Paraplegics and other persons with disabled legs use wheelchairs to move about. Wheelchairs are normally propelled by a propelling rim attached to the spokes of the wheels. The rims are positioned to be moved by grasping them and thrusting the arms forward. The propelling rims normally are smaller than the diameter of the wheels so that some mechanical advantage is obtained but it is not variable. Thus, whether propelling a wheelchair uphill, downhill or on a flat surface, a given motion of the user's arms and hands will produce the same amount of forward motion of the wheelchair. Wheelchairs are generally very slow moving and even those wheelchairs known to the art that have some variable mechanical advantage generally have only two or three speeds. Shifting between different speeds is usually accomplished in a manner analogous to multiple speed bicycles, specifically, shifting is accomplished by moving a drive chain between different sprockets.
The device of this invention is a vehicle in the nature of a rowing machine but one that can be used outdoors on streets or sidewalks instead of standing on a stationery frame. The device is propelled by rowing motions which may involve the muscles of the legs, torso, back, shoulders and arms, or it can be propelled by motion of the arms alone.
The device of this invention has means to produce a variable mechanical advantage which may vary among a number of preset positions or it may be infinitely variable between a maximum and a minimum position.
The device of this invention is steered without the use of the user's arms or the legs. It is steered by motions changing the attitude of the user's body with respect to horizontal, those motions being the natural motions one would use to compensate for the centrifugal force created by turning the vehicle.
The device of the invention, accordingly, may be propelled by rowing motions to produce high torque and low speed as when going uphill, to produce high speed and low torque as when operating on a flat or downhill surface, to involve all of the muscles normally used in rowing, and to be steered by the operator leaning to one side or another whereby neither the hands nor the feet are rendered inoperative for propelling the vehicle during steering. The vehicle of this invention can be made to easily achieve speeds in excess of fifteen miles per hour while still being able to ascend relatively steep grades. Shifting between high torque and high speed operating positions is accomplished without changing gears or sprockets but by simple motions involving sliding a rod through a cylindrical channel to any position or to any of a number of preselected positions, or to any position of an infinite number of intermediate positions between maximum and minimum torque.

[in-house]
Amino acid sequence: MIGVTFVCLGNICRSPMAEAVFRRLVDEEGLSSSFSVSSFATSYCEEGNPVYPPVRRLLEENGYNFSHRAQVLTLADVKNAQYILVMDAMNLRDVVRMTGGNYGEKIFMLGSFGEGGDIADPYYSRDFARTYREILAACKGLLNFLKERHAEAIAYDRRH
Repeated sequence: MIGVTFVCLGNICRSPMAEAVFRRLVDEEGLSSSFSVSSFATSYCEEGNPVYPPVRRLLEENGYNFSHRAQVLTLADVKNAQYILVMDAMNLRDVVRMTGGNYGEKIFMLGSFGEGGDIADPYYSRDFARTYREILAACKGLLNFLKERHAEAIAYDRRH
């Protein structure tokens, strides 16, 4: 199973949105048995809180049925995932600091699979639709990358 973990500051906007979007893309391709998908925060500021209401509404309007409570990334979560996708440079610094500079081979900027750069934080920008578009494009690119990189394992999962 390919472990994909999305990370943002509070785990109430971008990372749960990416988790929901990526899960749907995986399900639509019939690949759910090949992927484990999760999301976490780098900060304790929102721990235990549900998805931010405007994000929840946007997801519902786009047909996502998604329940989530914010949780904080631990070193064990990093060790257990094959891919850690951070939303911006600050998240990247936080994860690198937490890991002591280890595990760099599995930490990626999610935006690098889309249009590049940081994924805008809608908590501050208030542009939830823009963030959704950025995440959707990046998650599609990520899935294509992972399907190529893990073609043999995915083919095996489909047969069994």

FIG. 1 is a side view of a vehicle embodying this invention.
FIG. 2 is a top view of the vehicle illustrated in FIG. 1.
FIG. 3 is a partial front view from an angle above horizontal illustrating only those portions of the device illustrated in FIG. 1 that are involved in steering.
FIG. 4 is a partial side view illustrating an enlarged view of the propelling handle illustrated in FIG. 1.
FIG. 5 is a partial enlarged view of the extendable rod portion of the propelling mechanism of the device illustrated in FIG. 1.
FIG. 6 is a partial side view illustrating only those elements of the device of FIG. 1 that are employed to engage the driving sprocket.
FIG. 7 is an enlarged view of a portion of the seat and rail assembly illustrated in FIG. 1.